Childhood Abuse, Household Dysfunction and the Risk of Attempting Suicide in a National Sample of Secondary School and University Students

  • Marija Raleva University Clinic of Psychiatry, Medical Faculty at Ss Cyril and Methodius University of Skopje, Skopje
  • Dimitrinka Jordanova Peshevska World Health Organization, Country Office Skopje, Skopje
  • Izabela Filov Higher Medical School, Bitola
  • Dinesh Sethi World Health Organization, Regional Office for Europe, Copenhagen
  • Antoni Novotni University Clinic of Psychiatry, Medical Faculty at Ss Cyril and Methodius University of Skopje, Skopje
  • Dimitar Bonevski Psychiatric Hospital Skopje, Skopje
  • Kadri Haxhihamza University Clinic of Psychiatry, Medical Faculty at Ss Cyril and Methodius University of Skopje, Skopje
Keywords: childhood abuse, household dysfunction risk factors, suicide attempt, suicide prevention, Republic of Macedonia.


OBJECTIVES: One of the main objectives of this paper is to analyze the associations between childhood abuse, household dysfunction and the risk of attempting suicide among young adolescents in the country.

METHOD: A representative sample consisted of total 1277 students (58.6% female and 41.6% male), aged 18 and above in year four of 664 secondary school and 613 first- and second-year university students. The data were obtained using Adverse Childhood Experiences Study Questionnaires (Family Health History Questionnaire) for collecting information on child maltreatment, household dysfunction and other socio-behavioural factors, applying WHO/CDC-recommended methodology. Statistical significance was set up at p<0.05.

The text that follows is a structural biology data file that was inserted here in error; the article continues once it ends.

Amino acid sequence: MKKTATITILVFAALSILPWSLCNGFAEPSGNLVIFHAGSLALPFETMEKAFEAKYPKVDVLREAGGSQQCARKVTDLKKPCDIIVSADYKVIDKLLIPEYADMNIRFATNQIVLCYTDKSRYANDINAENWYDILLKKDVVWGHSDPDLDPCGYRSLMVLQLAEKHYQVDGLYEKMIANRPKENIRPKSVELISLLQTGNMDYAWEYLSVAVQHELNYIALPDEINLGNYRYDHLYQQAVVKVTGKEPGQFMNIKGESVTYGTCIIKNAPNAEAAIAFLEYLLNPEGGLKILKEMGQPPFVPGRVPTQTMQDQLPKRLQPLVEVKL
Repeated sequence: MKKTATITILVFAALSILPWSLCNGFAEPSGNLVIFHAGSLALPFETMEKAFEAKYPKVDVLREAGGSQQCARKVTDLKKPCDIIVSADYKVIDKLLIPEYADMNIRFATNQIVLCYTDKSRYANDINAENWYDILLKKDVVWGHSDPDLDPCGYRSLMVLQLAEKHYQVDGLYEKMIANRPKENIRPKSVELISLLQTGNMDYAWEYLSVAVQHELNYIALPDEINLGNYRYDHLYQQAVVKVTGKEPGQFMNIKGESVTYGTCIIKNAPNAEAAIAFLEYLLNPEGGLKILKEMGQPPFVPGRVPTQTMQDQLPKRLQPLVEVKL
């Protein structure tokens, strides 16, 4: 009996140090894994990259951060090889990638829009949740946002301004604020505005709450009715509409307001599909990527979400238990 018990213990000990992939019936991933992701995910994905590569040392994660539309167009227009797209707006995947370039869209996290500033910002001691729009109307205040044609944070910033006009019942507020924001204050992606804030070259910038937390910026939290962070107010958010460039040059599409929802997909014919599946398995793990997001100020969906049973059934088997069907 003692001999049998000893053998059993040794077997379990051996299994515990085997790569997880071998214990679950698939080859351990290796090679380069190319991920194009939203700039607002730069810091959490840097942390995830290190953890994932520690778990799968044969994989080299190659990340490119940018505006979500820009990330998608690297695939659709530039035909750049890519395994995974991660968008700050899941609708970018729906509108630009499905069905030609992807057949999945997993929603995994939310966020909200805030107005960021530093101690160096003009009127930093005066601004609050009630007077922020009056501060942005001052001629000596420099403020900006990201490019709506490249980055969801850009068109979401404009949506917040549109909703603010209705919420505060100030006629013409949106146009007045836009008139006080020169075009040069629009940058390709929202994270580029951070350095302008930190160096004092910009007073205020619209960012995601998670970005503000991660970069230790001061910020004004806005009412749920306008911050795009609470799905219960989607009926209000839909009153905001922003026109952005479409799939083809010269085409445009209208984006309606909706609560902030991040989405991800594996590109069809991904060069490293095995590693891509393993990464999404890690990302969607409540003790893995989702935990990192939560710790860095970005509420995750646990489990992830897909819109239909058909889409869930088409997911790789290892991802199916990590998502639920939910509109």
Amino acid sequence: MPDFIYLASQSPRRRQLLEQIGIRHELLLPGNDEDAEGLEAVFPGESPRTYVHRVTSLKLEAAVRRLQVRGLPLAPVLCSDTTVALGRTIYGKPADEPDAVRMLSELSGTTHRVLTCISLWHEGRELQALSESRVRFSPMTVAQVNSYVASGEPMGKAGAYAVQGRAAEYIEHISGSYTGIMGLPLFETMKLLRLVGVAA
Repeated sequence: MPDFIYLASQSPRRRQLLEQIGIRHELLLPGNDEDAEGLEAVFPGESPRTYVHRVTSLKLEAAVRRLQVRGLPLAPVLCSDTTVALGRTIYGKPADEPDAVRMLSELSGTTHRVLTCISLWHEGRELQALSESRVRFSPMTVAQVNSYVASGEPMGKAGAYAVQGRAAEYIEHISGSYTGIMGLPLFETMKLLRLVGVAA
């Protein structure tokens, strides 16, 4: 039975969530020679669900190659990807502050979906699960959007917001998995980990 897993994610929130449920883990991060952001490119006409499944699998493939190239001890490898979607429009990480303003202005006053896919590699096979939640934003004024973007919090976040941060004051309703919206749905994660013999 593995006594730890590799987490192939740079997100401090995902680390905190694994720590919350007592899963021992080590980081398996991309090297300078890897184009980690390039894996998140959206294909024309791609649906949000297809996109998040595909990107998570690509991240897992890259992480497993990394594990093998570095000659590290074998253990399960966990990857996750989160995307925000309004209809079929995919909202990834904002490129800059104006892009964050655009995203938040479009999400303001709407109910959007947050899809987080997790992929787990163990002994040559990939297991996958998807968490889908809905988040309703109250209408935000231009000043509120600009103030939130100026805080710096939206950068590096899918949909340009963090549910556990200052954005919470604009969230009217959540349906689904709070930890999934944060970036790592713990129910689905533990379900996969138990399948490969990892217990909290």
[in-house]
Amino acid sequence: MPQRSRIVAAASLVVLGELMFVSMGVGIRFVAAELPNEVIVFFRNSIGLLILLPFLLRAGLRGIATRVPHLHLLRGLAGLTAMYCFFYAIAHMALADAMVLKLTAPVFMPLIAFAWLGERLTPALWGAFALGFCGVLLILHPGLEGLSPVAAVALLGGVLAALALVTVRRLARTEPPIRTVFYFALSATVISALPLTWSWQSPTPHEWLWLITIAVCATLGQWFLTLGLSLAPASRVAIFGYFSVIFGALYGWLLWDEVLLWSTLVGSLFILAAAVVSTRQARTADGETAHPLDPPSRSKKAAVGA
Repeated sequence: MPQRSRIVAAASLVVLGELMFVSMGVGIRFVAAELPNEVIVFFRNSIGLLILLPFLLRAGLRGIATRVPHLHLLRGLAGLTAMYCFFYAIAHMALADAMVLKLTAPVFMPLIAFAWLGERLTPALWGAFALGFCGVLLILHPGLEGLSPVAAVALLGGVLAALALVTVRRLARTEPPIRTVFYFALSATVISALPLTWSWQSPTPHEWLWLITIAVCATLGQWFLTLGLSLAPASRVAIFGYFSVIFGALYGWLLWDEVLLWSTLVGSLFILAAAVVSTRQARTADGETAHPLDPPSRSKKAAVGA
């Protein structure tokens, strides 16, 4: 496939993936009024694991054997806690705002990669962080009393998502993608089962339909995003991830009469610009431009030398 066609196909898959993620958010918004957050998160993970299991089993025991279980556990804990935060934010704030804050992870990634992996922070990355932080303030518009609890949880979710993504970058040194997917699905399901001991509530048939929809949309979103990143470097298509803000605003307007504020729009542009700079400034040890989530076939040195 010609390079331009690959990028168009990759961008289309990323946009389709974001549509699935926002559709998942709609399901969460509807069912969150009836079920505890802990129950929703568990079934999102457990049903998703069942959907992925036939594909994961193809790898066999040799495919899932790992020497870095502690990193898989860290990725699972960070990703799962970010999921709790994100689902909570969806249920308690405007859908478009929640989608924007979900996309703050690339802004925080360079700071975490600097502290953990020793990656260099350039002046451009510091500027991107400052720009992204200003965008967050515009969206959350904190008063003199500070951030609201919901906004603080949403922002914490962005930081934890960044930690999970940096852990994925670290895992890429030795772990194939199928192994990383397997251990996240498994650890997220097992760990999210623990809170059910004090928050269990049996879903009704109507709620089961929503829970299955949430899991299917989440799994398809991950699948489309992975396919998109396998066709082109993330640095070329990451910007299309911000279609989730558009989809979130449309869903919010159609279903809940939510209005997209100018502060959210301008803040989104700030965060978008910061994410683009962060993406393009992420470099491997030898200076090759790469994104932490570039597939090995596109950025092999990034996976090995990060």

RESULTS: Emotional neglect, physical abuse and physical neglect were the most frequent abusive experiences students had. Overall, suicide attempts were reported by 3.1 % of respondents (4.7% by females and 0.8% by males). Those respondents who had been emotionally abused were almost three times as likely to attempt suicide, physical abuse almost doubles the chances of attempting suicide, substance abuse in the family increased the chances 2.3 times for attempting suicide, violent treatment of the mother almost quadrupled them for attempted suicide, having a family member who had been in prison increased the odds of almost 3.5 times for attempting suicide. Attempted suicide was found to be 1.5 times more likely as the number of ACEs reached 3 and 3.4 times more likely as the number of adverse childhood experiences reached four or more. 

CONCLUSION: Identifying and treating children, adolescents and young adults who have been affected by adverse childhood experiences may have substantial value in our evolving efforts to prevent suicide.


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How to Cite
Raleva M, Jordanova Peshevska D, Filov I, Sethi D, Novotni A, Bonevski D, Haxhihamza K. Childhood Abuse, Household Dysfunction and the Risk of Attempting Suicide in a National Sample of Secondary School and University Students. Open Access Maced J Med Sci [Internet]. 2014Jun.15 [cited 2020Oct.30];2(2):379-83. Available from:
Preventing Interpersonal Violence in Europe